So I'm brewing a London Bitter in two strengths using a parti-gyle method. This was supposed to be a Fullers ESB and Fullers London Pride, 10 gallons of ESB and 20 gallons of Pride. Targeted OGs were 1.058 and 1.047. This is an all grain brew, mashed at 149F. I didn't sparge enough and ended up with lower than anticipated volume after boil, and higher than targeted OGs, 1.08 and 1.056. I had prepared a 2 gallon starter from a fresh smack pack of Wyeast W1968 and pitched a little over a quart into each carboy containing about 4.5 gallons of wort, cooled to about 65F. Six days later, the strong brew is at 1.024, which equals 70% attenuation, which is normal for W1968. I'd like to get it down lower, towards 1.016-1.018 if possible, but for a 7.35% abv brew, 1.02ish will be ok. The lower OG brew, however has only attenuated 40%, to 1.034, or 2.89% ABV. This is problematic, unless it just takes longer and keeps coming down. Fermentation peaked after 4 days, and was never super vigorous. The starter was never super vigorous either. In previous similar brews, I've had this yeast blowing off like crazy but not so this time. Fermentation temperature has been steady at 66F. The only thing I did very differently this time from previous times is where I usually shake the carboys vigorously to oxygenate, this time I used a air pump and stone and bubbled each carboy for about 5 minutes. (I'm getting pure oxygen soon. I got a tank and aeration stones but still need to fill it and to get a regulator.) Any ideas or suggestions on what to do from here? I just added some yeast nutrient to the four carboys that are at 1.034 and shook them, hoping to crank up the yeast a bit. Just waiting another week I'm sure the FG will be lower, but I worry when I see the gravity remaining so high after the fermentation has slowed. Strangest to me is why would the 1.056 OG beer attenuate so much less than a 1.08 OG beer? I would have expected the opposite... Perhaps I should make up another fresh starter and add it and see if that helps? If oxygen is low that might not help. If I had my oxygen set up ready I'd jack that up but I don't. For my strong beer I'm thinking that I could select another higher attenuating yeast to attack the remaining sugars further in a secondary fermentation but I don't want to change the character of the beer a whole lot. Any ideas???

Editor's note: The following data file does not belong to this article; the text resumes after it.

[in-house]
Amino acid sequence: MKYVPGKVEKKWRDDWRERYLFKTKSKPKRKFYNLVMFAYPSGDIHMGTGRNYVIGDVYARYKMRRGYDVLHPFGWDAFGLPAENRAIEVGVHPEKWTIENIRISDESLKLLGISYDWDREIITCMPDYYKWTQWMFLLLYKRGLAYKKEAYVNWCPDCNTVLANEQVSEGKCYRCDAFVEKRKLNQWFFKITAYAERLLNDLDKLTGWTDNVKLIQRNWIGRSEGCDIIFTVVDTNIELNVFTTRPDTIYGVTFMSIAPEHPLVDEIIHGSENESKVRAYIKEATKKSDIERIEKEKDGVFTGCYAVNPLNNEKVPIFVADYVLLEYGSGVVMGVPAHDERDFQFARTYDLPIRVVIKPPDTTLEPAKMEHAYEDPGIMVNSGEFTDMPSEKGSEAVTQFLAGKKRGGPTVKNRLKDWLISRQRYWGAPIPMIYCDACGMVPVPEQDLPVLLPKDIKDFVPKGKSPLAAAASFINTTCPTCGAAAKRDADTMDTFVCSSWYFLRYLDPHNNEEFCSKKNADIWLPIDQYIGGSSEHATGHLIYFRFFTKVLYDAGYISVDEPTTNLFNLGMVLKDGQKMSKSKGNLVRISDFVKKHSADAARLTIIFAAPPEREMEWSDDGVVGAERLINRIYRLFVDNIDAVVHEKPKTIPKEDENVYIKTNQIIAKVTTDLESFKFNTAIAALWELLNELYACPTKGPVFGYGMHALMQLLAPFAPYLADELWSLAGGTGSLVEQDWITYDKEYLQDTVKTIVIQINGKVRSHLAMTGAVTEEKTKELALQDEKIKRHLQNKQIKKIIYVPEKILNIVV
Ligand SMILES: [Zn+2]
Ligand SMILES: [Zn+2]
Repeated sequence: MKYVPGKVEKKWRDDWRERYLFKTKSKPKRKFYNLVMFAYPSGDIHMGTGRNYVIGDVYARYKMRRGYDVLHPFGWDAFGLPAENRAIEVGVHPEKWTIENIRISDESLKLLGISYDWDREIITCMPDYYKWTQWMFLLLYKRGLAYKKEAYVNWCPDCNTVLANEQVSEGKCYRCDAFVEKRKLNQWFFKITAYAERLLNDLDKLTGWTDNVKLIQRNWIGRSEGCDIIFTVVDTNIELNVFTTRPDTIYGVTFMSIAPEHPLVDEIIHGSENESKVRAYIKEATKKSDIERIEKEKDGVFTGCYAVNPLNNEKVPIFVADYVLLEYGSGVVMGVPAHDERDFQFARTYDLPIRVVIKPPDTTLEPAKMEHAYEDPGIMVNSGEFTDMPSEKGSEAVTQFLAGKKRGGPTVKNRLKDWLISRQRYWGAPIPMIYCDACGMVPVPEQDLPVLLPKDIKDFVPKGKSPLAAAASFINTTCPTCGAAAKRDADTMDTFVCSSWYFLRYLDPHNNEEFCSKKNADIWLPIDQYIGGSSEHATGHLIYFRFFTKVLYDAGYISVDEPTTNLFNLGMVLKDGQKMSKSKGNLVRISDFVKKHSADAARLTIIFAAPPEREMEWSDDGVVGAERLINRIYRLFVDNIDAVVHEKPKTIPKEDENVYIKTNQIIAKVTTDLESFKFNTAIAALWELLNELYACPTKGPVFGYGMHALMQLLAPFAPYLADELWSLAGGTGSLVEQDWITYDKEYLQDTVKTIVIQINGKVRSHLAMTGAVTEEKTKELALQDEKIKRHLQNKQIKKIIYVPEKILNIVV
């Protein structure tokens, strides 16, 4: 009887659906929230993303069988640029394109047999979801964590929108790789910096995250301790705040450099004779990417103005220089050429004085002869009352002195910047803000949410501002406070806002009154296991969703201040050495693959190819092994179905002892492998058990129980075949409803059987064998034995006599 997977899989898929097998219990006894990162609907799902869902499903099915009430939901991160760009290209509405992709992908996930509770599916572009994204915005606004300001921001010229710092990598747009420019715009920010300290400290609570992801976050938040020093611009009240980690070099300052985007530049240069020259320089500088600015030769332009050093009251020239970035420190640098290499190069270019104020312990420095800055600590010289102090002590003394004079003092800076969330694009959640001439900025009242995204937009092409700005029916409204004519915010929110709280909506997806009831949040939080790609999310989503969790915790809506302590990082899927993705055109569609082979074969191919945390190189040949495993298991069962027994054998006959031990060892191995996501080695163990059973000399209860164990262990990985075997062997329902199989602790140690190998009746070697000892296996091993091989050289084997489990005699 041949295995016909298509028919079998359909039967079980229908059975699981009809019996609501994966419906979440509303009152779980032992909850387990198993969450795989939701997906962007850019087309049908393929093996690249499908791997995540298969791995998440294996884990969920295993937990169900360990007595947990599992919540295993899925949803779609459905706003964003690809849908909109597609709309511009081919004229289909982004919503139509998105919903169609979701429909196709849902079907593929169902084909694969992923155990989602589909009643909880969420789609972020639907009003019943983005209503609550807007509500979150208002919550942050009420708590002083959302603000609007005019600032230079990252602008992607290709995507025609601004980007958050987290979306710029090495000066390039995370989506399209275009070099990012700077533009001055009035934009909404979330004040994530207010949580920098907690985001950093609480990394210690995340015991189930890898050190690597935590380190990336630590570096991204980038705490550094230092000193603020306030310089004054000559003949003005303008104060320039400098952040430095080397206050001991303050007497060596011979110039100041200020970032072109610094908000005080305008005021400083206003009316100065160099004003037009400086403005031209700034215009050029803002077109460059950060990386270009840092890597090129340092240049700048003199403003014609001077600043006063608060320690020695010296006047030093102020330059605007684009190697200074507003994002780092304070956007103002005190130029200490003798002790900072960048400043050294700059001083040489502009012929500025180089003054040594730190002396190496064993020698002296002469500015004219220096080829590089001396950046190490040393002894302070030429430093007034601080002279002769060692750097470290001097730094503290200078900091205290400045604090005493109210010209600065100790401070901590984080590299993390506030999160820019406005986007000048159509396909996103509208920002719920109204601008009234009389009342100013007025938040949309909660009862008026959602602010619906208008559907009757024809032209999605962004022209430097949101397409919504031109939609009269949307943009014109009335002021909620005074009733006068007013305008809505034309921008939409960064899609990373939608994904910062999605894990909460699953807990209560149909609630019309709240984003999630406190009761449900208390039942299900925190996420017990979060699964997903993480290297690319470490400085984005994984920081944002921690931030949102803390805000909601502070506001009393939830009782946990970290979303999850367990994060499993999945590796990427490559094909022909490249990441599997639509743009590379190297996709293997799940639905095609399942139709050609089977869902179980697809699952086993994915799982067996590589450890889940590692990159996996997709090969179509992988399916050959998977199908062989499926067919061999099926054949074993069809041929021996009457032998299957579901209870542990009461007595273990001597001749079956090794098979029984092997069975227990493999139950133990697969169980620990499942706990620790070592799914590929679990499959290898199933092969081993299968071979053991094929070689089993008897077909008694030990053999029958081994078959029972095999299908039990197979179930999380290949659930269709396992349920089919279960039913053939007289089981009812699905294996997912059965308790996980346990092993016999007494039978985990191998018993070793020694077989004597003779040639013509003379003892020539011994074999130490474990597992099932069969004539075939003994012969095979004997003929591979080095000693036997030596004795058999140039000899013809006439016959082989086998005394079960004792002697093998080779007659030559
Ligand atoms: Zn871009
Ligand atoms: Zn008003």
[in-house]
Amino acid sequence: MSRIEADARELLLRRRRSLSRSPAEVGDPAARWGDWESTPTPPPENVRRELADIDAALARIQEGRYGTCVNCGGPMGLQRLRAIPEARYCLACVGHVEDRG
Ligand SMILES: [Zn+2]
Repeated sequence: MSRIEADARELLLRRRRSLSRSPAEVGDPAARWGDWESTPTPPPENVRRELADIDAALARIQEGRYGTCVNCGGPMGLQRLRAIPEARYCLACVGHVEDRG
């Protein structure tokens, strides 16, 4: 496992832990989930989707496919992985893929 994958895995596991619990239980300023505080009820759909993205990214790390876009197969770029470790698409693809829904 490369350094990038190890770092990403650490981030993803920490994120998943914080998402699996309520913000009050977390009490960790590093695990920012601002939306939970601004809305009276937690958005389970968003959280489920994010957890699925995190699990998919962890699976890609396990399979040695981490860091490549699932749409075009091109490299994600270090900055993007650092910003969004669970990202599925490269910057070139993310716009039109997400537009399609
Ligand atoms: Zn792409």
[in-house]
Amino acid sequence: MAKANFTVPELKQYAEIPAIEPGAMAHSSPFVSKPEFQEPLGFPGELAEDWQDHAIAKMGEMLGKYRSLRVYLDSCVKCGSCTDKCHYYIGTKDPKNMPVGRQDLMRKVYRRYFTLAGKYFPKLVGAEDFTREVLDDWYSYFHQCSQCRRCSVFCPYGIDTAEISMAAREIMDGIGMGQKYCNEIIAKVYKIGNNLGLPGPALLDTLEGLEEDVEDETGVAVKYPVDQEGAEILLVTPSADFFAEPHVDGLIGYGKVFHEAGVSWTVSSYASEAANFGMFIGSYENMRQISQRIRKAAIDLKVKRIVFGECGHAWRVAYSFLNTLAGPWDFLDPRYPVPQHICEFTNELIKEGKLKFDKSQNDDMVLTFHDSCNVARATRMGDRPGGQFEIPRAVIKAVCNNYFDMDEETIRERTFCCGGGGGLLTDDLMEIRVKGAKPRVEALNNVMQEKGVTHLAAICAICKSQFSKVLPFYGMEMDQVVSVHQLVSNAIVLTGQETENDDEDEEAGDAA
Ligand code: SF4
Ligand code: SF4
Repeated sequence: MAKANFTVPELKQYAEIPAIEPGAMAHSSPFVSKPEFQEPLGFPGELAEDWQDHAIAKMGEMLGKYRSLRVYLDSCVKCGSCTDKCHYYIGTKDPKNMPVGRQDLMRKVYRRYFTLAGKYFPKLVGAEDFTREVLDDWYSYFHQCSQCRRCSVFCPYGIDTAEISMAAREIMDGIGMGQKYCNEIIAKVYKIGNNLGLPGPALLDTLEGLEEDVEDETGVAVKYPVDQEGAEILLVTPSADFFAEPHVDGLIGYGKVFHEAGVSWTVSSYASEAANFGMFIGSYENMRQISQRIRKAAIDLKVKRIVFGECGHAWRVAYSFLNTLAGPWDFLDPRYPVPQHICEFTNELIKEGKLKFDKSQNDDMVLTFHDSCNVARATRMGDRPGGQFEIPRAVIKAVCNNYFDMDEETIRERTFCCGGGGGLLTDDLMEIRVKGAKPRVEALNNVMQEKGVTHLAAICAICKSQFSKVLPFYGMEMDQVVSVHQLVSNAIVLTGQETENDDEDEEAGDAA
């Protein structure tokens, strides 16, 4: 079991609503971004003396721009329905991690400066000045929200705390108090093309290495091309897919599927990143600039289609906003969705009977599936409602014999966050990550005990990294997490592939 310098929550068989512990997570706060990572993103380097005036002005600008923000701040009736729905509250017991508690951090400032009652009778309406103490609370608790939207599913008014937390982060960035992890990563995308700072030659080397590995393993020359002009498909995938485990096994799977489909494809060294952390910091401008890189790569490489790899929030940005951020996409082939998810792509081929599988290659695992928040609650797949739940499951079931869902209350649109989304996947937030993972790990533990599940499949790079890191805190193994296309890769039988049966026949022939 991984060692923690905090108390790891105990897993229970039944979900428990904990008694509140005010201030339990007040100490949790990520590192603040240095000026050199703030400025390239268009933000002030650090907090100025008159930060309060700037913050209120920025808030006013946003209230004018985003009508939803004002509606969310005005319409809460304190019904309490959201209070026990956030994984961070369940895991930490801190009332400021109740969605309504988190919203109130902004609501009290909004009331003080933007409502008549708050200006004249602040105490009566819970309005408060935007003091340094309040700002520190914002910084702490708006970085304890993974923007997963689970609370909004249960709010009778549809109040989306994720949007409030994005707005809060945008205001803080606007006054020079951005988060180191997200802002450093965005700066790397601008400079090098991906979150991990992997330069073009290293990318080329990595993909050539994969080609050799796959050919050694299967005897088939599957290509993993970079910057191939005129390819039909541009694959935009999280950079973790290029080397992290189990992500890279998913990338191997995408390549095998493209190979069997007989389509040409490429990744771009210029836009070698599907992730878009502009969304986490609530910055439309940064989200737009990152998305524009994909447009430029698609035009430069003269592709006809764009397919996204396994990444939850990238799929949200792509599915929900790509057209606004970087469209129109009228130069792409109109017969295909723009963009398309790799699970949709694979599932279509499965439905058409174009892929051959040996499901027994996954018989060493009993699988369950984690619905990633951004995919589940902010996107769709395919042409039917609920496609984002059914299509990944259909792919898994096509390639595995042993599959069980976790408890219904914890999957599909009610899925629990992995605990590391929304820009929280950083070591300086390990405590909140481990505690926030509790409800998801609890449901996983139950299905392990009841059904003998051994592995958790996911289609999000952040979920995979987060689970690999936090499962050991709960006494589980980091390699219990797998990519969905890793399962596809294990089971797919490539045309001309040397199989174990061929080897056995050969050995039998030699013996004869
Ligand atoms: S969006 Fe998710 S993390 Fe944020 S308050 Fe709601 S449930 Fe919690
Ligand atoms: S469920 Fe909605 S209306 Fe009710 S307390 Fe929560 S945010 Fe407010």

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Old 12-04-2012, 12:32 PM   #3
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People don't generally like to read a wall of text so that may be why you didn't get any replies yet.

Am I reading this wrong or did you really only end up with 9 gallons of wort when you were aiming for 30 gallons? Maybe some process issue is coming into play during fermentation. Even if you did have your O2 setup you wouldn't want to add it this late in the game.

When I did the Fullers beers my ESB went from 1.060 to 1.012 and the London Pride went from 1.045 to 1.012 so I also got less attenuation with the LP. I'm not sure why either, the only thing that I can think of is that the LP was made up of more sparge wort (although I did some blending of worts).

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Old 12-14-2012, 02:02 AM   #4
ChuckieG
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No, I ended up with about 25 gallons. In the end both beers fermented down to a FG of about 1.02. The high gravity beer just got there a lot quicker. I've read yeasts don't usually do as well starting out in higher gravity beers, but maybe with a nice big starter cranking along at full krausen, the yeast just just says yum to the higher gravity and chows it down even faster than the thinner grist.

It turns out the beer I added extra yeast ended at the same gravity as well, I think it sped through when I wasnt looking and I just thought it stopped early.

The remaining mystery is why the FG is 1.02 instead of 1.012-1.015. On that I am stumped. Maybe too high a strike temp increased unfermentable sugar levels. I struck a bit high and adjusted temp down in the mash tun. I think I'm going to switch to putting grain into liquor rather than vice versa.


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Originally Posted by AnchorBock View Post
People don't generally like to read a wall of text so that may be why you didn't get any replies yet.

Am I reading this wrong or did you really only end up with 9 gallons of wort when you were aiming for 30 gallons? Maybe some process issue is coming into play during fermentation. Even if you did have your O2 setup you wouldn't want to add it this late in the game.

When I did the Fullers beers my ESB went from 1.060 to 1.012 and the London Pride went from 1.045 to 1.012 so I also got less attenuation with the LP. I'm not sure why either, the only thing that I can think of is that the LP was made up of more sparge wort (although I did some blending of worts).